Three More Airlines Top Estimates - TheStreet

In keeping with the second-quarter trend,

Atlantic Coast Airlines

( ACAI),

SkyWest

(SKYW) - Get Report

and

Mesa Airlines

(MESA) - Get Report

all announced earnings that topped Wall Street expectations. But only Atlantic Coast and Mesa moved higher on Wednesday, as SkyWest reported earnings that were down from year-ago levels.

Mesa Airlines, which covers markets in the Southwest and is based out of Phoenix, announced third-quarter earnings of $8.2 million, or 26 cents a share, excluding government assistance and other charges. This easily beat the 20 cents a share expected by Wall Street, and shares were up 69 cents, or 6.9%, at $10.71.

Revenue was strong, coming in at $154.1 million, up 15.2% from the year-ago $133.8 million, but company operations didn't generate as much money in the third quarter. Although Mesa boosted capacity by 29% year over year and traffic was up more than 36%, revenue per available seat mile fell 5%, while yields declined by nearly 16%.

Like Mesa, Atlantic Coast also topped Wall Street expectations, announcing second-quarter earnings of $17.2 million, or 38 cents a share, excluding all charges and government aid. That topped the 15 cents a share expected by analysts and beat the year-ago $14.1 million, or 30 cents a share. Shares in the company were up 18 cents, or 2.6%, at $7.20.

Total operating revenue at Atlantic Coast came in at $227.1 million, up 20.7% from the year-ago $188.2 million. The revenue boost was driven in part by a 6.6% increase to capacity, but it was also driven by increased demand, with traffic up 22.2% over last year's quarter. As a result, Atlantic Coast's load factor, or the percentage of seats filled on each flight, jumped to 75.3% from the year-ago 67.6%.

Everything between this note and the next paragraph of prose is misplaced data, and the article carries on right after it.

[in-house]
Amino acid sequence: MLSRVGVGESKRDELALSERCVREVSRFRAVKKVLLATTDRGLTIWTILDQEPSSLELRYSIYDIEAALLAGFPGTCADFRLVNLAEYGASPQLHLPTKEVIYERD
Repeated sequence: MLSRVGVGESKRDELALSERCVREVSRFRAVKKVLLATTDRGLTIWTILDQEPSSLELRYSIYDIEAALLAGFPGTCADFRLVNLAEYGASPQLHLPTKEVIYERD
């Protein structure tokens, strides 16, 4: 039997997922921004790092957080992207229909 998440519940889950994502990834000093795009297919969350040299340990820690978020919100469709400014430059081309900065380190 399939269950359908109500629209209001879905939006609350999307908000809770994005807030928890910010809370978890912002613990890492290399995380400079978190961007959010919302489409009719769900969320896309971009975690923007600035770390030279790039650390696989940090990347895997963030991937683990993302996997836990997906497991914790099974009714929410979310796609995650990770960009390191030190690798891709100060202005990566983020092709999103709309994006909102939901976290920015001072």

But unlike the other two carriers that released earnings on Wednesday, SkyWest announced second-quarter earnings that declined, even though the carrier still beat estimates. The company announced earnings of $14.9 million, or 26 cents a share, excluding charges and aid, off from the year-ago $21.9 million, or 29 cents a share. Analysts expected the carrier to earn 24 cents a share.

Operating revenue at SkyWest came in at $212.7 million, up 12.4% from year-ago levels, but the company said revenues were up mainly because capacity was up nearly 32% from last year. But with yield per passenger down 17.8% from last year's quarter, flying more often didn't pay off as much for the carrier.

Shares in SkyWest were down 8 cents, or 0.4%, at $18.06.